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Monday, October 31, 2011

PARACHUTES





There is a story of a Navy pilot who, after having his jet downed and spending 6 years in a North Vietnamese prison, met a former sailor.  The sailor smiled and told the pilot “I knew you’d be okay.  You wouldn’t be here today without me.”  Confused, the pilot said, “I’m sorry.  I don’t even know you.”    The sailor replied calmly, “That’s okay.  I knew you’d be okay because I’m the one who packed your parachute.”

I have heard the phrase “pack your own parachute” used in many different analogies.  But this story puts a different perspective on that phrase.  How many of us have had our parachutes packed by someone else – perhaps even someone we don’t know? 

In the military, parachute shrouds (ropes) must be arranged in a particular order, skillfully folded below, between, and above the silk of the chute itself, in order to open properly, and provide life-saving protection to the person wearing the parachute.  Someone with expert training and a commitment to the responsibility of doing a job exactly prepares and packs the chute for whomever another who will use it.  And in most cases, those two people don’t even know each other.

So in my own life, I wonder – who has packed my parachute?  Some I readily acknowledge: parents, family members, teachers, leaders, friends, and students.  I know I have thanked some of them; I hope all of them recognize the good influence they have been on my life.  And if there are any out there who have not yet recognized that, then thank you.  Thank you for the kindnesses you have shown me.  Thank you for the time you invested in getting to know me, in supporting me in my efforts.  Thank you for the patience you have exhibited in trying to understand me.  Thank you for the love you have extended to me through your words, and through your service to me.  You have truly arranged the shrouds and silks of my life in such order that I have been able to stay safe, physically, intellectually, emotionally, and spiritually.

But as I reflect, I recognize that there are many people I have encountered only fleetingly who have packed my chute as well.  I remember being on the streets of Pusan, South Korea, and watching in amazement as a young man with no legs powered himself along the sidewalk on a homemade dolly, using his leather-wrapped hands.  When I am asked for examples of persistence, his image is one of the first that comes to mind, and I am grateful for his part in packing my chute.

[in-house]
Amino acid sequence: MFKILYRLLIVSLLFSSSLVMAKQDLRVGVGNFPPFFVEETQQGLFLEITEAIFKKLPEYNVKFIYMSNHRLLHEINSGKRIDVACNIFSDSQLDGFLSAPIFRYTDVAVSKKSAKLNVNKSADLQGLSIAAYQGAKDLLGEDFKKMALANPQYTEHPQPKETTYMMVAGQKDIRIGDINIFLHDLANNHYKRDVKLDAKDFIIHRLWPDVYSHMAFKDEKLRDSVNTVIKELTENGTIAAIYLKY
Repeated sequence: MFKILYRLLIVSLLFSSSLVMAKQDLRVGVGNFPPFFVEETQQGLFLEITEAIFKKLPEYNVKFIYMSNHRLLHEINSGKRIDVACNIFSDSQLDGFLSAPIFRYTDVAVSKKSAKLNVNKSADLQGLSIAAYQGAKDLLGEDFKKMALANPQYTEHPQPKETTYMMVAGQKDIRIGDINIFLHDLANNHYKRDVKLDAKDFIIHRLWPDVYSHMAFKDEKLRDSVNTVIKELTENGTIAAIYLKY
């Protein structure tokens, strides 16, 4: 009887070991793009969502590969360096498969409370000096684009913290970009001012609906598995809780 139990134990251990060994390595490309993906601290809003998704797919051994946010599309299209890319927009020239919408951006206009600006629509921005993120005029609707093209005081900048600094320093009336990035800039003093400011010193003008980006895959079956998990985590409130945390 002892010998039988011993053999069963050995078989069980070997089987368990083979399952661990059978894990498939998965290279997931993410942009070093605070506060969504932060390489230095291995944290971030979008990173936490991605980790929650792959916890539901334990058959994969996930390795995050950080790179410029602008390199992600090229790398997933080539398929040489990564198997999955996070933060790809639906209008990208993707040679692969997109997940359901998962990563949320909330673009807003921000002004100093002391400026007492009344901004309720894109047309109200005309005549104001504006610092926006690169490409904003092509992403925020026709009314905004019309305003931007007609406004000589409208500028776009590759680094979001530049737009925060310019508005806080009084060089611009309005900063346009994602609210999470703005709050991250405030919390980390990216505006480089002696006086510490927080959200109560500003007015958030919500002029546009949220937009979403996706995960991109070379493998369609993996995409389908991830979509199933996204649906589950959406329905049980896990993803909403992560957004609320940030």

And more than humans have packed my chute, it seems.  There is something about the smell of wet concrete in the summer that transports me back to my childhood in Arlington, Virginia, and brings a peace that transcends memory.  The perfect combination of cloud and sunlight that creates a rainbow, the calm that follows a summer cloudburst, the sound of water trickling down the downspouts, the songs of birds as they celebrate the end of a storm, the taste of the air – the emotional markers tied to these memories are strong, perhaps stronger with each repeated sojourn.  I find myself filled with gratitude and wonder as I ponder the way this wonderful planet has packed my chute.

And how have I packed the chutes of those around me?  Not the ones I have intentionally packed, those of my children, my students, my colleagues and friends, but those whose chutes I may have packed unknowingly -  the man playing guitar at the corner with the sign, asking for money to feed his children,  the housekeeper in the motel where I recently stayed, or the cashier at the store – how careful have I been with their chutes?  What can I do to take more care in arranging their shrouds and silks?  My resolve to be more careful in all my interactions becomes more vital and more critical to my personal success when I consider that my every action becomes a part of someone else’s life.  The alternative is frightening to contemplate. 

How fragile we all are, and yet how strong!  I know that there are people in my life who had negative effects on me, and yet either their impact on my life has been washed away, or it has become an opportunity for change.  It seems as though I have chosen those who have packed my parachute.  I can only hope that the same can be said for those over whom I exercised a negative influence.  I cannot change my past, but I can choose my responses to my present circumstances, and I can create within myself a character worthy of those who have invested their responsibilities and efforts in packing my chute.  And I can work to serve those around me so that my time in packing their chutes will be well spent.

We are, after all, traversing a sky that is not just minutes long, or even years.  Our parachutes must equip us for the eternities.

1 comment:

  1. Bea, This is beautiful, and if you get a moment, would you share it on FB, so others could also read it? I appreciate what you had to say and it will remind me to think more carefully before I pack someone's parachute.
    You teach in more places than you know, mon amie.
    Angi

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